In FY2014 (the latest year for which metrics are available), Vassar’s instructional budget was $145 million. But if a “good education” is to be measured in dollars, then some Vassar students (the ones with wealthy parents) are now paying for a BMW and getting a Ford Focus. Take one college from each Coast: In 1998, Vassar’s endowment was slightly less than Pomona’s and a bit greater than Amherst’s. By 2014, both Amherst and Pomona had twice Vassar’s endowment; and because our student body has grown, Vassar would now have to triple its wealth to have the same endowment-per-student as they do. (Got $2 billion under your mattress?) Nor can we match what our peer colleges spend on classroom instruction, without an additional $80 million a year in revenue—or $80 million in annual cuts somewhere else, as from administration salaries, and that’s just not going to happen; or at least, not under the Hill administration:
From 1986, Fran Fergusson (President) and Nancy Dye (Dean of the Faculty) increased Vassar’s global stature by raising faculty salaries, supporting research, and recruiting distinguished scholars who were also great teachers. Cappy Hill and Jonathan Chenette have done the reverse: faculty salaries and funding for research now lag significantly behind our peers. Social promotion has largely taken the place of scholarly achievement. (Plus, there’s always some vacant administrative position available to those unpromoted faculty who don’t publish or have poor CEQs.) The faculty has been reduced in size. Few replacements are made when profs retire. And when new hires are permitted, academic departments are having trouble landing their first-choice candidates: young A-list scholars are finding greener pastures elsewhere, with better pay, better benefits, and a more manageable work-load than at Vassar, even though we have better students.
In the past ten years, the English department (for one) has been cut in half. What keeps us going is our love for Vassar’s past, our faith in Vassar’s future, and a widely shared conviction that our undergraduates are simply the best. Teaching at Vassar College is a joy. Our students are smart, inventive, artsy, well-read, somewhat diverse (we could do better), and fully engaged. In that respect, we’re doing just fine, relative to our peers. And here’s one big reason why we snag so many of the very best high-school grads: Vassar is more generous with sticker-price discounts than other schools: In FY2014 we expended $57.9 million in financial aid discounts; Amherst, $49.5 million; and Pomona, $34.5 million. President Hill deserves some credit for making Vassar College affordable to many top students who lack top income.
Financial aid is money well spent: it works. (Look at what great students we’ve got!) But unless cuts are made elsewhere, the largesse cannot hold out much longer. Nor is financial aid strictly about generosity. A college in decline must spend ever-greater sums on financial aid to woo the best students (like yourselves) away from the competition. The downside is that, when the students arrive, we have much less money to spend upon classroom instruction (reduced curriculum, bracketed courses, fewer faculty, lower salaries, fewer A-list scholars, bigger enrollments).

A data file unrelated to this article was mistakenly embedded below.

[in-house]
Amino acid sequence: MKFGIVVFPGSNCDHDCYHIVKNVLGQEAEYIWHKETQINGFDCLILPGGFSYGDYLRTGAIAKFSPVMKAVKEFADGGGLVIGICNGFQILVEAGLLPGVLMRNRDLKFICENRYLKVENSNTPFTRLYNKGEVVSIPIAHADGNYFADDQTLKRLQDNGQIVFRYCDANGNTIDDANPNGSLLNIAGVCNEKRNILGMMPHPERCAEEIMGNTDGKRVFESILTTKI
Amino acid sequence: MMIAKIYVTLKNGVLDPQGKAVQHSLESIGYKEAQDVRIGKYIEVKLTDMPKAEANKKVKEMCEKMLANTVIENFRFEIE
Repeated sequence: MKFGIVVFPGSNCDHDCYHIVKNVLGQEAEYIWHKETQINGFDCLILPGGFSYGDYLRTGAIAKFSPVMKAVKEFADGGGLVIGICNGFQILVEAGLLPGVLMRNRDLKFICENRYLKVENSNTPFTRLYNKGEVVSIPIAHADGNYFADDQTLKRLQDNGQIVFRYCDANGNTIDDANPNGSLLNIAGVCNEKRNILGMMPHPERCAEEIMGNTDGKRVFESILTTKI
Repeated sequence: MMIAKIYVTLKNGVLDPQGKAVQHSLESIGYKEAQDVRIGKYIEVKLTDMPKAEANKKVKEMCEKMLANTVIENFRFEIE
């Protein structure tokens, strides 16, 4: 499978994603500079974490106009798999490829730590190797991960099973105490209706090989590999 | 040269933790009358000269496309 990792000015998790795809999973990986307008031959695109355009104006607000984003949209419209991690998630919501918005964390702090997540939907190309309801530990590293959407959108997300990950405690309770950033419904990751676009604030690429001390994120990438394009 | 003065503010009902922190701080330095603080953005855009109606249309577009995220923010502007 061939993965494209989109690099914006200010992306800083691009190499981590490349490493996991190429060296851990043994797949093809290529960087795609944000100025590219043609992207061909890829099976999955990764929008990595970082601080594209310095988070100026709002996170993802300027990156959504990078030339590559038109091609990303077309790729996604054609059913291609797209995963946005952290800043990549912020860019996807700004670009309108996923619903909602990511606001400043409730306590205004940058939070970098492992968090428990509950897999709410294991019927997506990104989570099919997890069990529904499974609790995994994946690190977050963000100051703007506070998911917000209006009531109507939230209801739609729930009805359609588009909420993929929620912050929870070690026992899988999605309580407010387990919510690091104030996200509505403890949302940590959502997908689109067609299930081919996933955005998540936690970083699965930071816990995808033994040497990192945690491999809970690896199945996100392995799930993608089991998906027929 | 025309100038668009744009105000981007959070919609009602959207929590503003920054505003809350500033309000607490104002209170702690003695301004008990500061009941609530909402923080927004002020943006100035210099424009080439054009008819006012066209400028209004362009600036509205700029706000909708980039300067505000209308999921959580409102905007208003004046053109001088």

It may already be too late for Vassar to catch up with colleges we rightly called our “peers” as recently as ten years ago. We’re like a struggling theater, telling private high-school kids: “Don’t go to those other $65k theaters, come to ours, and we’ll take $40k off your ticket!”—and when they get inside, our clients don’t see the Supermax 3-D blockbuster that they were expecting (like the one that’s showing at those other $65k theaters); instead we give them a small-screen re-run, as much as we can now afford. Or, to put it another way: Our senior officers are like the prodigal son who inherited his parents’ store; hired a dozen new managers at astonishing salaries; fired much of the help; built a new store-front with borrowed money; increased advertising expenses; slashed prices with generous discounts; brought in a big crowd of intelligent young customers, and then announced the establishment’s new motto: “We lose money on every sale, but we make up for it, in volume…”
Here’s where we stood in FY2014 (the last year of record, and trending stormward): among literally hundreds of liberal arts colleges in North America, only two (Amherst and Middlebury) now spend more on administration than Vassar College. And only one (Middlebury) has a worse ratio for instruction-to- management. For every $1,000 spent on instruction, Williams College (for example) spends $219; Wesleyan, $172; Smith, $158; Colgate, $122; Pomona, $83; Union, $61; and Vassar College, $537. That’s no way to run an elite college; it’s the way to run it into the ground. And our Instruction-to-Administration ratio is even worse than it appears: many teachers are pulled from the classroom to perform administrative services; while an undisclosed portion of senior officers’ bloated salaries each year is charged to the instruction budget.